Troops staying in Kalinga homes; folks want them out

>> Friday, October 7, 2016

Despite human rights abuses 

By Kimberlie Quitasol and Alma B. Sinumlag

LUBUAGAN, Kalinga – Elements of Charlie Company, 50th Infantry Battalion are insisting on holding camp here in homes, a school and church and refusing to move out despite a dialogue between villagers of Barangay Tanglag here Sept. 21 for them to leave.
Local folks said they wanted soldiers to leave since they have committed many human rights abuses like murder against members of the community. 
Earlier in an interview with Punong Barangay Nestor Unday, soldiers arrived in their village and stayed in his house on August 2 this year.
The villagers immediately expressed their opposition to the encampment because presence of the soldiers endangers the civilian population as they are prone to attacks.
On August 5, a community meeting was held and the villagers officially registered their clamor for the government troops to pull out.
Maricris Banawag said in an interview they pointed out that armed groups including the AFP should stay 500 meters away from the village.
Elements of the Charlie Company headed by 2nd Lt. John Rey Caumban negotiated to stay for two weeks.
After two weeks, the agreement was reportedly not respected by soldiers.
When the punong barangay and other barangay officials inquired at the battalion headquarters on August 20, commander Gulliver Señeres reportedly told them their troops will not pull out because they (soldiers) will implement three objectives: recruitment of folks for Citizens Armed Geographical Unit,  Bayanihan activities, and neutralizing the community from New People’s Army influence.
According to Unday, the statement of Señeres sounded final and by hook or by crook, they will not move out.
On Sept. 16, three women sent a community invitation letter addressed to Caumban at the 50th IB headquarters in Kapanikian, Pinukpuk, Kalinga.
The letter requested presence of Caumban for a meeting in Tanglag.
Despite the absence of Caumban, the community continued the dialogue.
In a phone interview with Banawag, they presented before the soldiers headed by Corporal Catalon their reasons why they wanted the troops out of their village.
One of their reasons was the trauma the community experienced from numerous combat operations and military encampments where their human rights were repeatedly violated.
Modesto Tongdo, one of the community leaders mentioned during the dialogue that there was no reason for the soldiers to stay.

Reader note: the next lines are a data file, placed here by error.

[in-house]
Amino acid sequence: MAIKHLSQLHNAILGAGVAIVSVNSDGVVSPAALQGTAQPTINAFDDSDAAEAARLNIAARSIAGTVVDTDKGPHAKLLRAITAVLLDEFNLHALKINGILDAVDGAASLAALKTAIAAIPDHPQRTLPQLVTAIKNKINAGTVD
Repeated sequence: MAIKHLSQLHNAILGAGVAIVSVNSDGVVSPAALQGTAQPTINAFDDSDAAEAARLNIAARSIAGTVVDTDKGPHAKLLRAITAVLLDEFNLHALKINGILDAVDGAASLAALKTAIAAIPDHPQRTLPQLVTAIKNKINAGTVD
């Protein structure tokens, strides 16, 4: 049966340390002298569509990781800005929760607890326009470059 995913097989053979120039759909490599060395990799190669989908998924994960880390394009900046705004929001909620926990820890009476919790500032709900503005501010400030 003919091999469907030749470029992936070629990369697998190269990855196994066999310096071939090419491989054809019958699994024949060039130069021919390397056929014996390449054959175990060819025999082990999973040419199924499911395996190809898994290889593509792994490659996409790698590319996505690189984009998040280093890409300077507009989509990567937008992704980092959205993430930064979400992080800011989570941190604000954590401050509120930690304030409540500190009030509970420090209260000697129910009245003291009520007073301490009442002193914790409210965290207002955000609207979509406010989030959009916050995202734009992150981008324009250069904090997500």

If the troop’s objective was to recruit for Civilian Auxiliary Force Geographical Unit (CAFGU), they do not want any of the residents to enlist because experience showed that CAFGU were used as shields during combat operations.
He said Tanglag folks have their own practices of Bayanihan and they did not request for the help of the soldiers.
On July 9, a hunter was reportedly killed by the elements of the 50th IB in a nearby village of Seet, Mabaka, Tanudan.
This incident intensified their fear of the men in uniform especially that perpetrators came from the same battalion where the presently encamped soldiers belong.
Banawag said most Tanglag men are hunters and with the encampment, they (women) always fear for the lives of their husbands whenever they go to the forest.
Today, Banawag said their movements within their ancestral domain are limited due to fear.
They said they are disappointed how their clamor had been discredited by the soldiers.
Banawag said that they felt disrespected because when they pointed out that it is unlawful for soldiers to encamp in civilian homes.
Corporal Catalon reportedly retorted that it is only unlawful in the eyes of leftists like Satur Ocampo.
Banawag said as indigenous peoples, they have the right to self-determination which include whether or not they want the soldiers encamped in their village or not. “Nu met koma ania ti decision mi ket respetaren da,” (They should respect our collective decision for them to pull out) Banawag said.
Virginia Dammay, chairperson of Innabuyog, an alliance of women’s organization in the region condemned the military encampment in Tanglag and Uma of Lubuagan, Kalinga that has resulted to numerous human rights violations.
“We are highly alarmed at the government troop’s disrespect of the community position for military pull out. It is an outright violation on the tribes’ collective rights to self-determination,” Dammay said.

It is an injustice she said that villagers who hold the rights over their ancestral domain are the ones pleading for the “visitors” (soldiers) to move out of their land.


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